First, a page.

<strong>All of us SUNY Central employees were required to register for, and attend, a 90-minute Workplace Violence training session back in August.
“In accordance with NYS Law, SUNY System Administration has implemented required/mandatory Workplace Violence training to help ensure a safe working environment. This training extends to all employees who work within our System Administration locations, inclusive of our Research Foundation and Construction Fund colleagues.
“Even in the absence of any identified risk, employees should be knowledgeable about measures they can take to protect themselves in the workplace. Learn how to:<!–more–>
• Identify Risk Factors
• Prevent Workplace Violence Incidents
• Enhance Personal Safety
• Increase Survivability in Critical Incidents
“Be a part of our pro-active preventative approach to keeping the SUNY community safe!”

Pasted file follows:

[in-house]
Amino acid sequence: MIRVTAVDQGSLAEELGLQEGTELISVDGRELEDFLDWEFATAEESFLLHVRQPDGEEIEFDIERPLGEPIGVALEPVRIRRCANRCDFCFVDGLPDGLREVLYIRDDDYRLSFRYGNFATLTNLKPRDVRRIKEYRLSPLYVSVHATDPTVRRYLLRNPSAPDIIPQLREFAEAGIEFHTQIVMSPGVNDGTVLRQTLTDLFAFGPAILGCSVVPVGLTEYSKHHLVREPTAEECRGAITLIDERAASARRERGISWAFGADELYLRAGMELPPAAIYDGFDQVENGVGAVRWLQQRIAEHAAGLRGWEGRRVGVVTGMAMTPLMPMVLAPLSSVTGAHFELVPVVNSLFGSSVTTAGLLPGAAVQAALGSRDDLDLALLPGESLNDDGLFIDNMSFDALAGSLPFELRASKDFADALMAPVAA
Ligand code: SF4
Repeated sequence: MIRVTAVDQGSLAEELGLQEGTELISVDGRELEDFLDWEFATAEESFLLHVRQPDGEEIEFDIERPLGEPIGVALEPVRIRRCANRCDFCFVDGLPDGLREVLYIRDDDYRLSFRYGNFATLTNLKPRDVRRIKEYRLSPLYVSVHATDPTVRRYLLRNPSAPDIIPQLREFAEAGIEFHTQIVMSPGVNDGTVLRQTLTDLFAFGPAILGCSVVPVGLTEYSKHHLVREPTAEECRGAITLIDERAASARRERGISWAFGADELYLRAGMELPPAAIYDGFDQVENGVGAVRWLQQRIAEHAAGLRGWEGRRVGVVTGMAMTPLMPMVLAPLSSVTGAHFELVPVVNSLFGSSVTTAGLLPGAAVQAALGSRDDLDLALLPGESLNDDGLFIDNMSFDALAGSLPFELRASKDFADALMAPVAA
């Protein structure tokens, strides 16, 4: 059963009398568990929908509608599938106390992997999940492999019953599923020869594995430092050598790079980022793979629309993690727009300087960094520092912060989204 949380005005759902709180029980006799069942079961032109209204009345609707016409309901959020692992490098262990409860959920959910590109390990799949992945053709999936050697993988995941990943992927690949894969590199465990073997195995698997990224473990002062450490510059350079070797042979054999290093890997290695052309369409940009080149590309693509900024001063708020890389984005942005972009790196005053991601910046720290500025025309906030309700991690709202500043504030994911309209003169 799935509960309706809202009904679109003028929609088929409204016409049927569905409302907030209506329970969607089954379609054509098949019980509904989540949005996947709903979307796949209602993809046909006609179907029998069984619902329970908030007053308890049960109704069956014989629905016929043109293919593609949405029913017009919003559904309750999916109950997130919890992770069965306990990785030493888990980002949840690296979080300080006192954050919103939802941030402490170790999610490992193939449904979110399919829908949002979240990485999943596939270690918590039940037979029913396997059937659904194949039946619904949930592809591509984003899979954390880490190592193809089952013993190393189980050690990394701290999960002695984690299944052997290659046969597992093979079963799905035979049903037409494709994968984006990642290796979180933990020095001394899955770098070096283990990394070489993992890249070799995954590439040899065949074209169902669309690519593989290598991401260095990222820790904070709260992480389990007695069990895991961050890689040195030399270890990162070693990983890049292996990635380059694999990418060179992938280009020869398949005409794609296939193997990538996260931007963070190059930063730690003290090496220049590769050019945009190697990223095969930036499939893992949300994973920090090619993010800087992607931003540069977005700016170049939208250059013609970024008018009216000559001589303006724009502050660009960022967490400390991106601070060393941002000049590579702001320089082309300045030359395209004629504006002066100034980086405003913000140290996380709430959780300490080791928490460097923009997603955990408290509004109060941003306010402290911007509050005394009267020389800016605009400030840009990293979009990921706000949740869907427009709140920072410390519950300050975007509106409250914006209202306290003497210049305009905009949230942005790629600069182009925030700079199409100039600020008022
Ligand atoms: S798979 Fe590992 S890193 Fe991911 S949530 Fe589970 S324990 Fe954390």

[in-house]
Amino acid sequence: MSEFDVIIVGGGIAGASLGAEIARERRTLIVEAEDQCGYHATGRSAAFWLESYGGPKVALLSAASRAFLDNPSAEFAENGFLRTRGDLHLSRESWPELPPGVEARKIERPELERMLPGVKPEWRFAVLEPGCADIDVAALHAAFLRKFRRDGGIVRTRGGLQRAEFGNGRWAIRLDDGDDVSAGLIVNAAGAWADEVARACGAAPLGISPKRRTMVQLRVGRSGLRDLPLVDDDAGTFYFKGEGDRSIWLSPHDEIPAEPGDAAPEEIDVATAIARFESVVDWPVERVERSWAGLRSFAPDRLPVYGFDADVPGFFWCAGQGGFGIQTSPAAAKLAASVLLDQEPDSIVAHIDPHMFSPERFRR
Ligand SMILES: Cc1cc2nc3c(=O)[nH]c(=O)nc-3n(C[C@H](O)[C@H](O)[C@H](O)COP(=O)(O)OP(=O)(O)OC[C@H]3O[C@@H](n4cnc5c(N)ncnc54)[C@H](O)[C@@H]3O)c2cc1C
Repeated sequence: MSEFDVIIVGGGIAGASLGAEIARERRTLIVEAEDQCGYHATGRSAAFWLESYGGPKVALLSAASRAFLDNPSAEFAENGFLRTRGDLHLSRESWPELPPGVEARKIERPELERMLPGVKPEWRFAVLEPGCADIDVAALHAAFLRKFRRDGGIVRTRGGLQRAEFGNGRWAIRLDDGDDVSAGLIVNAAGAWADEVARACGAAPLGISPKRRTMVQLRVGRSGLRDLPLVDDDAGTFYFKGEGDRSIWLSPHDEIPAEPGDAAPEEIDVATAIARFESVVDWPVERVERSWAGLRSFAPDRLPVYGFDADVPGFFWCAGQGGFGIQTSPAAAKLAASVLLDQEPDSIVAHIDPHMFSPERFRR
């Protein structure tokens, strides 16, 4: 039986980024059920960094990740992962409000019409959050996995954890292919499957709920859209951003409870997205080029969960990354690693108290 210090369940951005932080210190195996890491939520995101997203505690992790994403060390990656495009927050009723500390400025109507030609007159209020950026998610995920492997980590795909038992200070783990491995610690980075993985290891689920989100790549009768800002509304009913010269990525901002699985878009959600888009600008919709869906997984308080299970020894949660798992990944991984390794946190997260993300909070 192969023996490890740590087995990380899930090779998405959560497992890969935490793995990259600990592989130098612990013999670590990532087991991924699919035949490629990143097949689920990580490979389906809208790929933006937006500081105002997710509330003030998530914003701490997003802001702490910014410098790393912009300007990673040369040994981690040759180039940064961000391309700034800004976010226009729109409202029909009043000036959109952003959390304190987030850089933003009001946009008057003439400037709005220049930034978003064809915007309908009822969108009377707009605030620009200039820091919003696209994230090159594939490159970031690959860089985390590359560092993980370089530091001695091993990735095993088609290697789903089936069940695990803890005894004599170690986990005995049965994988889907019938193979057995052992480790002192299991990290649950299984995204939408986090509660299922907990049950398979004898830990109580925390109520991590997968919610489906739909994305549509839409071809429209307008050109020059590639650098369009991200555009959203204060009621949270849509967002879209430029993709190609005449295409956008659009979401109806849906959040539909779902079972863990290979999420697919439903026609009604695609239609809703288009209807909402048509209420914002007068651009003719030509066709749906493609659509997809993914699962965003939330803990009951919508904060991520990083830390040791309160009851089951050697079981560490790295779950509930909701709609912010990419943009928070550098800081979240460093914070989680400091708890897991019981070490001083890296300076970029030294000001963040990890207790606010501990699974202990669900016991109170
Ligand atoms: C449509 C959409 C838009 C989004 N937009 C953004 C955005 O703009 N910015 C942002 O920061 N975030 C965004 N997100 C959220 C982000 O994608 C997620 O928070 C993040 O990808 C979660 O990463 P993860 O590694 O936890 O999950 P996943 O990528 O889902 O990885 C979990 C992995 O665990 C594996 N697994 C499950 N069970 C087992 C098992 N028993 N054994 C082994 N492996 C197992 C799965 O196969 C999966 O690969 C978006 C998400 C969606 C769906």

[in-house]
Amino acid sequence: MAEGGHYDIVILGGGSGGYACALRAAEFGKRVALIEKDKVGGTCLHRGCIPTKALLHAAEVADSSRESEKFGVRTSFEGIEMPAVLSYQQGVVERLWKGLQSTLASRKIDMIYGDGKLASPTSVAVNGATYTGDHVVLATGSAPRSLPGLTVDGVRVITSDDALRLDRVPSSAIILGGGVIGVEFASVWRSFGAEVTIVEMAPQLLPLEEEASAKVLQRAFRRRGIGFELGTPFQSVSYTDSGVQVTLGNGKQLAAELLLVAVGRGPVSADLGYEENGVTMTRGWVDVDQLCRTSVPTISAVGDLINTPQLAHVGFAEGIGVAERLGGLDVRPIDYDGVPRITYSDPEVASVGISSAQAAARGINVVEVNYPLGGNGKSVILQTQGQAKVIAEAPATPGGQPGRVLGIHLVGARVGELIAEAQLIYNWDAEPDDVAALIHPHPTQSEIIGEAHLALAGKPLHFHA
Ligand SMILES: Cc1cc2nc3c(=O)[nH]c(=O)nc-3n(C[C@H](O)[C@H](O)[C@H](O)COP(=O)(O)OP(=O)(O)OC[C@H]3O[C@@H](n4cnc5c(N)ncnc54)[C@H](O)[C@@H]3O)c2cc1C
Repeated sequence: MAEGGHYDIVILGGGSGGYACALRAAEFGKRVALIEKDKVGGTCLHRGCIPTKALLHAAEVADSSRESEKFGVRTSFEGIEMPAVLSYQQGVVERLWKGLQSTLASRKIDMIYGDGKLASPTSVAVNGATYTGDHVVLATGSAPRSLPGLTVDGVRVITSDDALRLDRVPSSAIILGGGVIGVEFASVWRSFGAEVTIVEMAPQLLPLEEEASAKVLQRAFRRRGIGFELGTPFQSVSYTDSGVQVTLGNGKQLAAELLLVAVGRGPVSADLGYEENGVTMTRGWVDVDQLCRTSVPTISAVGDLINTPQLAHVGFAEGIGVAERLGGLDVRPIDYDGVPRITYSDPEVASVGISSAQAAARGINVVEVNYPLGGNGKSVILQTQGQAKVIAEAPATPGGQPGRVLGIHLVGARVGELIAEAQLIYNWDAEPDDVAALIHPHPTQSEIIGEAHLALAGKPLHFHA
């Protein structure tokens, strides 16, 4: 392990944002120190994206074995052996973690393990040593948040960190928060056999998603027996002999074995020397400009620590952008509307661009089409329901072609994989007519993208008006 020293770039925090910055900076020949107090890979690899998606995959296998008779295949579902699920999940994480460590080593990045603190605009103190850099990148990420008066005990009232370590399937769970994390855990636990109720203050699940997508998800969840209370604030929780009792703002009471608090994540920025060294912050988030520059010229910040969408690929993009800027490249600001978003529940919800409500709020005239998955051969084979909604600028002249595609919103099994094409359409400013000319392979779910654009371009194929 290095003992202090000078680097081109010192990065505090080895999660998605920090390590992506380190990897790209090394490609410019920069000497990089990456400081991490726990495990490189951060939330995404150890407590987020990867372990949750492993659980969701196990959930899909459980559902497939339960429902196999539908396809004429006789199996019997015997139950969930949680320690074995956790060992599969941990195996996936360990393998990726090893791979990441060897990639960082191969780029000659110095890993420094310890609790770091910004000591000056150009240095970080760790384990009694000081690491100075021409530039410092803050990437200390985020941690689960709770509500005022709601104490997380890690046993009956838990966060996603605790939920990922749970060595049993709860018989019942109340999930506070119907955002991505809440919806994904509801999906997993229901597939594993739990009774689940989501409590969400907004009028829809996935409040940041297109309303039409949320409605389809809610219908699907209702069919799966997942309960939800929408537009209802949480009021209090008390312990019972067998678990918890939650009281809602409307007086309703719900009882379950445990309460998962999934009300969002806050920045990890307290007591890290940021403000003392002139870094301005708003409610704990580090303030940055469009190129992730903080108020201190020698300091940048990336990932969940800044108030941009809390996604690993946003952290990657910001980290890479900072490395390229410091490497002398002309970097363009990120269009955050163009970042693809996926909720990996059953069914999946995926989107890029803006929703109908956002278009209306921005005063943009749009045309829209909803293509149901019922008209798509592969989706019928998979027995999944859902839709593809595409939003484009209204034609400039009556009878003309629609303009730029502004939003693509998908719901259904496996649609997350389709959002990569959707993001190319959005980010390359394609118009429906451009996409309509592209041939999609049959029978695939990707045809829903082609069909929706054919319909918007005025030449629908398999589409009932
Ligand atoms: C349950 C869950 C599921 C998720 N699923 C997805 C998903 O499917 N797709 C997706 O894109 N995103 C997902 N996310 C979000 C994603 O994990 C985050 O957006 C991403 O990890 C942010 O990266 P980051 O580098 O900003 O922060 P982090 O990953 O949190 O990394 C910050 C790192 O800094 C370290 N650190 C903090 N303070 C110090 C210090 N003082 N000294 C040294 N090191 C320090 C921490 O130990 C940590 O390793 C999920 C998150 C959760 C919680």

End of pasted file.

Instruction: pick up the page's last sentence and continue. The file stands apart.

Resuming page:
I had the idea that the workshop would spend more time diffusing a potentially volatile workplace situation. There was lip service about recognizing someone in a workplace situation who might be “ready to blow.” But it wasn’t the primary focus.
Instead, it was a lot about how you might live if an active shooter situation. There was a lot about flight or fight – flee if can, fight if getting away or hiding is not an option.
The speaker managed to namecheck all sorts of mass shootings, from the school kids and educators in Newtown, CT, to the assassination attempt on Gabby Giffords in an Arizona strip mall that left six dead and the Congresswoman gravely wounded to the shooting in Binghamton, NY that killed 13. But there were a whole lot that you never heard about.
The takeaway, my colleagues all agreed, is where the heck would you hide, or run to, if you had to? Those folks with doors were subsequently issued door stops, but those with partial glass walls were less than comforted by this.
As someone with no office door, where I would run would to would depend on what direction the disturbance was coming from. The offices are in one big circle, and I am near the diameter.
For the next two days, it was all we talked about; if that were the intent, it worked. But it mostly made me depressed as hell. </strong>